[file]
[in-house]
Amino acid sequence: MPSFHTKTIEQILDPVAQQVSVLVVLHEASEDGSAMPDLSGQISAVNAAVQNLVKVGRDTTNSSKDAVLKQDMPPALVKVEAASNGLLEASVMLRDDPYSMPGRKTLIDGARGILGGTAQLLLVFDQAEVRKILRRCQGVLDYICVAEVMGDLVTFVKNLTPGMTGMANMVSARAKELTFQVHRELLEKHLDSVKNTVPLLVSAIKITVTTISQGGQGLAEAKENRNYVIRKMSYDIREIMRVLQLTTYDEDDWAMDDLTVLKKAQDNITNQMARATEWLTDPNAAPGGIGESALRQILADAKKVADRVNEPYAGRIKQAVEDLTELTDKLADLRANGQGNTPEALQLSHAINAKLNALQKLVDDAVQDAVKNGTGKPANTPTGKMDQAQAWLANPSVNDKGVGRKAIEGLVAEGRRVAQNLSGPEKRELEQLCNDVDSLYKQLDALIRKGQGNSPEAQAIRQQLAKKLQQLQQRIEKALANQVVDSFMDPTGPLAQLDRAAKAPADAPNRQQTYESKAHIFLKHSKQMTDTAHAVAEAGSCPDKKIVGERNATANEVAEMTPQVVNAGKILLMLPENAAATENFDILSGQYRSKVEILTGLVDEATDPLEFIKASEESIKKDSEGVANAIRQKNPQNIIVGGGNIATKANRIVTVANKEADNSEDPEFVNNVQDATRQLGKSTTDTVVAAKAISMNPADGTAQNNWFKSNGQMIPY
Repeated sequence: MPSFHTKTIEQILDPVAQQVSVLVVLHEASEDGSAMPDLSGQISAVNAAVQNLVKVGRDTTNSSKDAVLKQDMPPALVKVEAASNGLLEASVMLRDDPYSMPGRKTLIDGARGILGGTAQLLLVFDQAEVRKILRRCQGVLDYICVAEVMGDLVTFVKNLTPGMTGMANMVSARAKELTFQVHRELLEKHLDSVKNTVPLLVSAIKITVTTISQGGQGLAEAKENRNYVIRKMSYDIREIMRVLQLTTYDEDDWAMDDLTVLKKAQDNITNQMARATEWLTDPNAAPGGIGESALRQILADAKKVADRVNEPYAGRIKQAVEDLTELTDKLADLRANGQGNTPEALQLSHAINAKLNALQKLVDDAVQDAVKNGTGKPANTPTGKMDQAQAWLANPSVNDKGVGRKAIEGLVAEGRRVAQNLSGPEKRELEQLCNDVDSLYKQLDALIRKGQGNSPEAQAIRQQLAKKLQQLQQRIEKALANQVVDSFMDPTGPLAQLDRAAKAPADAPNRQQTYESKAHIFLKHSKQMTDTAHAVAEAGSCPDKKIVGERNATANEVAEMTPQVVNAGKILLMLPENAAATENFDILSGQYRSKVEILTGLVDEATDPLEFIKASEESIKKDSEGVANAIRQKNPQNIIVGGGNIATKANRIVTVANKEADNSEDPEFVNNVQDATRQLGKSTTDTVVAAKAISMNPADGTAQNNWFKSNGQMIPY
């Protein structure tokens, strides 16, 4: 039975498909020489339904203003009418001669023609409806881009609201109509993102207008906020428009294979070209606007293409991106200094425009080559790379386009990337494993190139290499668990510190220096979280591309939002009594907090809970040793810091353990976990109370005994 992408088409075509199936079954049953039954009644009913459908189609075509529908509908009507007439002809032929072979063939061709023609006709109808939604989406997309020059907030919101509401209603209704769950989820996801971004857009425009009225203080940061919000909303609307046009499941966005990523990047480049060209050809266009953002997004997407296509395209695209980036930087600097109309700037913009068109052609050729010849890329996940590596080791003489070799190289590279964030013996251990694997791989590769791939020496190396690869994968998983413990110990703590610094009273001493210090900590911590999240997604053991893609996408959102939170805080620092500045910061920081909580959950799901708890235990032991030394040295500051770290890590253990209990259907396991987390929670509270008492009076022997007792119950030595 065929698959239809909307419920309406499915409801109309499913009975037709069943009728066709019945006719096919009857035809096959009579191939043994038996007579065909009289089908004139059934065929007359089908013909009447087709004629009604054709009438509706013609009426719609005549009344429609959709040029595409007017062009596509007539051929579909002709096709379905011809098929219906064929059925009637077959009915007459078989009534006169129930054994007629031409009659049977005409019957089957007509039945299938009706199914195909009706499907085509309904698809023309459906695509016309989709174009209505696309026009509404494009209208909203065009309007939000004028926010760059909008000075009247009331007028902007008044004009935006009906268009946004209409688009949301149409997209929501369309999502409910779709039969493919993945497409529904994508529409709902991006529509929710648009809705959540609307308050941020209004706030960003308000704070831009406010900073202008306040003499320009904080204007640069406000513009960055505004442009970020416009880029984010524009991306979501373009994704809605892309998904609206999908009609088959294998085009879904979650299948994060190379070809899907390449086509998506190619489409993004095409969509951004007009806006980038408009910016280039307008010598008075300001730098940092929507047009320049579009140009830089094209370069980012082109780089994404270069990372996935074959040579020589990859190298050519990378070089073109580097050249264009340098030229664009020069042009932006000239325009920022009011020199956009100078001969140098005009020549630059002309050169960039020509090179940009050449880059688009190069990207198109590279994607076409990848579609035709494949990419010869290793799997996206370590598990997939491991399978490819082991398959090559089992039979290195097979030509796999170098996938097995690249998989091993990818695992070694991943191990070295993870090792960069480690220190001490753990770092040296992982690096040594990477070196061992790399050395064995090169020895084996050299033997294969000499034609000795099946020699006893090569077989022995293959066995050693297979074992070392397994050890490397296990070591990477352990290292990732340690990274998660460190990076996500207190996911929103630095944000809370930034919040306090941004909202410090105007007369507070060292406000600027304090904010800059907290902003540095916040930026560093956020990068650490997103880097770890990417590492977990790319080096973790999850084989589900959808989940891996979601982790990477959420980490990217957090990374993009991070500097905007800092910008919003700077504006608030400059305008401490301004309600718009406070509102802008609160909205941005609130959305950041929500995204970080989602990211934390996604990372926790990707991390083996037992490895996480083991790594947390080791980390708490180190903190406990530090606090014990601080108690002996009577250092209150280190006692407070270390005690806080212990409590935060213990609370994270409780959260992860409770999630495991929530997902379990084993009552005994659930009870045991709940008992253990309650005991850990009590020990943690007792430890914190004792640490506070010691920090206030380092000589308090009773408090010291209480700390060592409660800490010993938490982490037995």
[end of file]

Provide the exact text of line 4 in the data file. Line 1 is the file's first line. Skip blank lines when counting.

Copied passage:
């Protein structure tokens, strides 16, 4: 039975498909020489339904203003009418001669023609409806881009609201109509993102207008906020428009294979070209606007293409991106200094425009080559790379386009990337494993190139290499668990510190220096979280591309939002009594907090809970040793810091353990976990109370005994 992408088409075509199936079954049953039954009644009913459908189609075509529908509908009507007439002809032929072979063939061709023609006709109808939604989406997309020059907030919101509401209603209704769950989820996801971004857009425009009225203080940061919000909303609307046009499941966005990523990047480049060209050809266009953002997004997407296509395209695209980036930087600097109309700037913009068109052609050729010849890329996940590596080791003489070799190289590279964030013996251990694997791989590769791939020496190396690869994968998983413990110990703590610094009273001493210090900590911590999240997604053991893609996408959102939170805080620092500045910061920081909580959950799901708890235990032991030394040295500051770290890590253990209990259907396991987390929670509270008492009076022997007792119950030595 065929698959239809909307419920309406499915409801109309499913009975037709069943009728066709019945006719096919009857035809096959009579191939043994038996007579065909009289089908004139059934065929007359089908013909009447087709004629009604054709009438509706013609009426719609005549009344429609959709040029595409007017062009596509007539051929579909002709096709379905011809098929219906064929059925009637077959009915007459078989009534006169129930054994007629031409009659049977005409019957089957007509039945299938009706199914195909009706499907085509309904698809023309459906695509016309989709174009209505696309026009509404494009209208909203065009309007939000004028926010760059909008000075009247009331007028902007008044004009935006009906268009946004209409688009949301149409997209929501369309999502409910779709039969493919993945497409529904994508529409709902991006529509929710648009809705959540609307308050941020209004706030960003308000704070831009406010900073202008306040003499320009904080204007640069406000513009960055505004442009970020416009880029984010524009991306979501373009994704809605892309998904609206999908009609088959294998085009879904979650299948994060190379070809899907390449086509998506190619489409993004095409969509951004007009806006980038408009910016280039307008010598008075300001730098940092929507047009320049579009140009830089094209370069980012082109780089994404270069990372996935074959040579020589990859190298050519990378070089073109580097050249264009340098030229664009020069042009932006000239325009920022009011020199956009100078001969140098005009020549630059002309050169960039020509090179940009050449880059688009190069990207198109590279994607076409990848579609035709494949990419010869290793799997996206370590598990997939491991399978490819082991398959090559089992039979290195097979030509796999170098996938097995690249998989091993990818695992070694991943191990070295993870090792960069480690220190001490753990770092040296992982690096040594990477070196061992790399050395064995090169020895084996050299033997294969000499034609000795099946020699006893090569077989022995293959066995050693297979074992070392397994050890490397296990070591990477352990290292990732340690990274998660460190990076996500207190996911929103630095944000809370930034919040306090941004909202410090105007007369507070060292406000600027304090904010800059907290902003540095916040930026560093956020990068650490997103880097770890990417590492977990790319080096973790999850084989589900959808989940891996979601982790990477959420980490990217957090990374993009991070500097905007800092910008919003700077504006608030400059305008401490301004309600718009406070509102802008609160909205941005609130959305950041929500995204970080989602990211934390996604990372926790990707991390083996037992490895996480083991790594947390080791980390708490180190903190406990530090606090014990601080108690002996009577250092209150280190006692407070270390005690806080212990409590935060213990609370994270409780959260992860409770999630495991929530997902379990084993009552005994659930009870045991709940008992253990309650005991850990009590020990943690007792430890914190004792640490506070010691920090206030380092000589308090009773408090010291209480700390060592409660800490010993938490982490037995």